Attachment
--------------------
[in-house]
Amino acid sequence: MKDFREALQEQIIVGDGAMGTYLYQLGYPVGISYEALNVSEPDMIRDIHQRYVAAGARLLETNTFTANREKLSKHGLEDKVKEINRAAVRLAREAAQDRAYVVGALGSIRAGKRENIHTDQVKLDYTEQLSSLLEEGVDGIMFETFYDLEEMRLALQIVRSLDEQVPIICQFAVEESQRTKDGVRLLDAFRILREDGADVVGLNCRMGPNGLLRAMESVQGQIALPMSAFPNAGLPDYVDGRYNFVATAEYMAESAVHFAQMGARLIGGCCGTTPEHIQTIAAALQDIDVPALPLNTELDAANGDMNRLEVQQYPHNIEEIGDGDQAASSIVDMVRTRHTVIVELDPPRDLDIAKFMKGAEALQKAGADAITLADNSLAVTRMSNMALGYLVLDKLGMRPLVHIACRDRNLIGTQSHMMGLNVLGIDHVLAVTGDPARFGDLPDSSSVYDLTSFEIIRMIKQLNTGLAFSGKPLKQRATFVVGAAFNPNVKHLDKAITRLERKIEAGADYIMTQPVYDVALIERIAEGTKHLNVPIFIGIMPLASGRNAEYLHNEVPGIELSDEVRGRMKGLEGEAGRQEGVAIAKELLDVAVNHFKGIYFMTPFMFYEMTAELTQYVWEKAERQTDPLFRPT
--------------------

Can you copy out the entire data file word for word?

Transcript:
[in-house]
Amino acid sequence: MKDFREALQEQIIVGDGAMGTYLYQLGYPVGISYEALNVSEPDMIRDIHQRYVAAGARLLETNTFTANREKLSKHGLEDKVKEINRAAVRLAREAAQDRAYVVGALGSIRAGKRENIHTDQVKLDYTEQLSSLLEEGVDGIMFETFYDLEEMRLALQIVRSLDEQVPIICQFAVEESQRTKDGVRLLDAFRILREDGADVVGLNCRMGPNGLLRAMESVQGQIALPMSAFPNAGLPDYVDGRYNFVATAEYMAESAVHFAQMGARLIGGCCGTTPEHIQTIAAALQDIDVPALPLNTELDAANGDMNRLEVQQYPHNIEEIGDGDQAASSIVDMVRTRHTVIVELDPPRDLDIAKFMKGAEALQKAGADAITLADNSLAVTRMSNMALGYLVLDKLGMRPLVHIACRDRNLIGTQSHMMGLNVLGIDHVLAVTGDPARFGDLPDSSSVYDLTSFEIIRMIKQLNTGLAFSGKPLKQRATFVVGAAFNPNVKHLDKAITRLERKIEAGADYIMTQPVYDVALIERIAEGTKHLNVPIFIGIMPLASGRNAEYLHNEVPGIELSDEVRGRMKGLEGEAGRQEGVAIAKELLDVAVNHFKGIYFMTPFMFYEMTAELTQYVWEKAERQTDPLFRPT